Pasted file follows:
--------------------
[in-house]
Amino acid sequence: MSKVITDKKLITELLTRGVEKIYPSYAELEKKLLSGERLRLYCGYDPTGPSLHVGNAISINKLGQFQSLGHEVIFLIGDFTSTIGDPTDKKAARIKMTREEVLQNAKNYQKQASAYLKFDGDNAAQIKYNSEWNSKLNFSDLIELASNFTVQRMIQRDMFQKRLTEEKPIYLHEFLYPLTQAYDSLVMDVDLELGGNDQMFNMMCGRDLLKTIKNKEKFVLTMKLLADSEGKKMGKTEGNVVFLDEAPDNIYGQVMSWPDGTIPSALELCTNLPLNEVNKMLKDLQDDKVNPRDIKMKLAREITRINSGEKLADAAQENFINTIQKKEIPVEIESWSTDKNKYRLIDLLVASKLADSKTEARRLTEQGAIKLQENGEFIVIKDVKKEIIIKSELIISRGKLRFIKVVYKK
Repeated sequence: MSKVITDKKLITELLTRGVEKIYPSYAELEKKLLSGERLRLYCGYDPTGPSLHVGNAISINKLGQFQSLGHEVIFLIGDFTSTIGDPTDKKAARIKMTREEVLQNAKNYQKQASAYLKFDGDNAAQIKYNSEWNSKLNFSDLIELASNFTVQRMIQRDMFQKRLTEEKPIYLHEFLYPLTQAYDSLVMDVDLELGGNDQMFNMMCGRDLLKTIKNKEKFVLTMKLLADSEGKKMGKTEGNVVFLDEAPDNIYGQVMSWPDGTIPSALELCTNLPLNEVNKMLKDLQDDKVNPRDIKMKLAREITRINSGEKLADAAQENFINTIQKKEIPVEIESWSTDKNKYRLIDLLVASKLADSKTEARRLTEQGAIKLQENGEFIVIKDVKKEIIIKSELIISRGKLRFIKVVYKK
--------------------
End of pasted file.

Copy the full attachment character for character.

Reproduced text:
[in-house]
Amino acid sequence: MSKVITDKKLITELLTRGVEKIYPSYAELEKKLLSGERLRLYCGYDPTGPSLHVGNAISINKLGQFQSLGHEVIFLIGDFTSTIGDPTDKKAARIKMTREEVLQNAKNYQKQASAYLKFDGDNAAQIKYNSEWNSKLNFSDLIELASNFTVQRMIQRDMFQKRLTEEKPIYLHEFLYPLTQAYDSLVMDVDLELGGNDQMFNMMCGRDLLKTIKNKEKFVLTMKLLADSEGKKMGKTEGNVVFLDEAPDNIYGQVMSWPDGTIPSALELCTNLPLNEVNKMLKDLQDDKVNPRDIKMKLAREITRINSGEKLADAAQENFINTIQKKEIPVEIESWSTDKNKYRLIDLLVASKLADSKTEARRLTEQGAIKLQENGEFIVIKDVKKEIIIKSELIISRGKLRFIKVVYKK
Repeated sequence: MSKVITDKKLITELLTRGVEKIYPSYAELEKKLLSGERLRLYCGYDPTGPSLHVGNAISINKLGQFQSLGHEVIFLIGDFTSTIGDPTDKKAARIKMTREEVLQNAKNYQKQASAYLKFDGDNAAQIKYNSEWNSKLNFSDLIELASNFTVQRMIQRDMFQKRLTEEKPIYLHEFLYPLTQAYDSLVMDVDLELGGNDQMFNMMCGRDLLKTIKNKEKFVLTMKLLADSEGKKMGKTEGNVVFLDEAPDNIYGQVMSWPDGTIPSALELCTNLPLNEVNKMLKDLQDDKVNPRDIKMKLAREITRINSGEKLADAAQENFINTIQKKEIPVEIESWSTDKNKYRLIDLLVASKLADSKTEARRLTEQGAIKLQENGEFIVIKDVKKEIIIKSELIISRGKLRFIKVVYKK